building good governance in the pharmaceutical sector. In addition, it includes international
anti-corruption initiatives and conventions as well as procedures and initiatives carried
out in Jordan. Based on the result of transparency assessment, a work plan was prepared
to guarantee the application of recommendations in phase III. This framework has been
socialized in various encounters.
Step V: GGM framework training workshop: This involves sharing the final published
document with all stakeholders at the local, regional and national levels, accompanied by training
on all components of the framework and how best to use the document for phase III of the GGM
programme in their country.
In November 2009, the Malaysian GGM framework was published, the key components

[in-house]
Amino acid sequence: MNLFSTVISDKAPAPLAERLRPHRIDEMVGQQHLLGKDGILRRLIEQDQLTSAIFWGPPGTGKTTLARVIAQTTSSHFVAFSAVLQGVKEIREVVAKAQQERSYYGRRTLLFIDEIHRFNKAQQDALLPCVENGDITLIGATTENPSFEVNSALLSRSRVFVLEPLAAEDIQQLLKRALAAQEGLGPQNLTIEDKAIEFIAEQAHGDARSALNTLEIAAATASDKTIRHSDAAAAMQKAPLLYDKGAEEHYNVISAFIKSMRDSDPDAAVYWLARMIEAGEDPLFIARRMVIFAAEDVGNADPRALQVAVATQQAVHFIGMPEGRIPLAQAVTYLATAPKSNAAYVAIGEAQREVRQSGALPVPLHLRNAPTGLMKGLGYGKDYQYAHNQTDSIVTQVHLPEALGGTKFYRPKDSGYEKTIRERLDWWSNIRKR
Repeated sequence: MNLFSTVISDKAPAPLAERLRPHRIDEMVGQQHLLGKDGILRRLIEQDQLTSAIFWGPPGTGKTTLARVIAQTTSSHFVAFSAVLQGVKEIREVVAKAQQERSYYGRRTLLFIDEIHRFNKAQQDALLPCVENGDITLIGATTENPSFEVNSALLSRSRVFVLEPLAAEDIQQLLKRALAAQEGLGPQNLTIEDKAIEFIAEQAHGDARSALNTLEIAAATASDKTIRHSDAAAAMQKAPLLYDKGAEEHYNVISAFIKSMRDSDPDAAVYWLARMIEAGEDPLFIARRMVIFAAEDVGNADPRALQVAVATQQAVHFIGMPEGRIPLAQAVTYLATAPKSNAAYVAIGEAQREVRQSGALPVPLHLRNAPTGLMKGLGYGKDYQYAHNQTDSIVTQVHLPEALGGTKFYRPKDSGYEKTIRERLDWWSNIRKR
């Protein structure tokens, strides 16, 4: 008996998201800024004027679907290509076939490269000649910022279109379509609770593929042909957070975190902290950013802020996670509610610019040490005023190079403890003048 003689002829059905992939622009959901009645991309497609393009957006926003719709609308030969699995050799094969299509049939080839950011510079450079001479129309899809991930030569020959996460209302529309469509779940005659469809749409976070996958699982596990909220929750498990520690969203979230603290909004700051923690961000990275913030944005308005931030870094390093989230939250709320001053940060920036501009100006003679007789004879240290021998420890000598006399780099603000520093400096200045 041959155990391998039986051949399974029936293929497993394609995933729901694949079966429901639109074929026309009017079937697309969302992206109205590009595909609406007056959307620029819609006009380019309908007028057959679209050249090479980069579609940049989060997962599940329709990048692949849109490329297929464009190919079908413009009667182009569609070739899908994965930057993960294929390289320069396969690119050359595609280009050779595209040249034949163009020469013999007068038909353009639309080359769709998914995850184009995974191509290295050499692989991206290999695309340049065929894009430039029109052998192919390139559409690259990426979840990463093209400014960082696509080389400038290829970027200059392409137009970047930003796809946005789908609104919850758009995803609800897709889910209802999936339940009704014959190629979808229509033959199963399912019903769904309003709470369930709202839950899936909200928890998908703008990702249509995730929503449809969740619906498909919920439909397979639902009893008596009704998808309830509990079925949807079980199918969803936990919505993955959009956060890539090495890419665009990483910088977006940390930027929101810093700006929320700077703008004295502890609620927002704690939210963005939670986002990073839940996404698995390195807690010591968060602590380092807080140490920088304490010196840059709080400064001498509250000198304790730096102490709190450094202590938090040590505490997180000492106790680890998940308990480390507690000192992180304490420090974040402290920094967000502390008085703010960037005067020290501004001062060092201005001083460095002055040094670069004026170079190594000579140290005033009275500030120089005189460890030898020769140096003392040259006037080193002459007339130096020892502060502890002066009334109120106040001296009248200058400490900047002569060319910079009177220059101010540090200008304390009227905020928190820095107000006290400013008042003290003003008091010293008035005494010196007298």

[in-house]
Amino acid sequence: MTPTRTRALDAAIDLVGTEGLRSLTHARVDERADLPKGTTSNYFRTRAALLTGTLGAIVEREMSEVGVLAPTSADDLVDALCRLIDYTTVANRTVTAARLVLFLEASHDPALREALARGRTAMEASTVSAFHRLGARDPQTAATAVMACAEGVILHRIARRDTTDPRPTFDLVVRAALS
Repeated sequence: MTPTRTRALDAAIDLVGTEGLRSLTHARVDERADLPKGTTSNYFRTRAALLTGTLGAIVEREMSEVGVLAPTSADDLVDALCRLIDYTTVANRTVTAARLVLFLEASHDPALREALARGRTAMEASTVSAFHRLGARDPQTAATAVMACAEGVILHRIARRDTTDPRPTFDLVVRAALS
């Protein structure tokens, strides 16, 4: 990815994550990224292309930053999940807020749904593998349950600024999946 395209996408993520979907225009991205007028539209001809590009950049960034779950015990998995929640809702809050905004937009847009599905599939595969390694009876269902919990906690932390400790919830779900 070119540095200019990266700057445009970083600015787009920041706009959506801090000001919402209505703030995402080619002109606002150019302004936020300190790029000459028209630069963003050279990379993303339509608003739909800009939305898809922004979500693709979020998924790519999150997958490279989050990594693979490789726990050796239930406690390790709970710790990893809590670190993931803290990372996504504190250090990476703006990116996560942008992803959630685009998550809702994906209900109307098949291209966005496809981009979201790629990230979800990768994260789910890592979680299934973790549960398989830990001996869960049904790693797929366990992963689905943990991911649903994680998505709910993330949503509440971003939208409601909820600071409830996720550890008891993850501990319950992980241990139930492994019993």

of which were moral values, ethical principles and the do’s and don’ts for the five areas
in the pharmaceutical sector, namely registration, selection, procurement, inspection
and promotion. Also, various seminars, training workshops and awareness campaigns on
integrity and good governance were carried out throughout the country by hospitals and
institutions alone or in collaboration with other agencies. The Public Service Department
issued brochures entitled ‘My Integrity’ to all public servants. An audit value management
system had been implemented to evaluate the effectiveness of the various programmes
introduced to instil ideal values to the public personnel.
In January 2010, a seminar on “Enhancing the participation of private organizations in the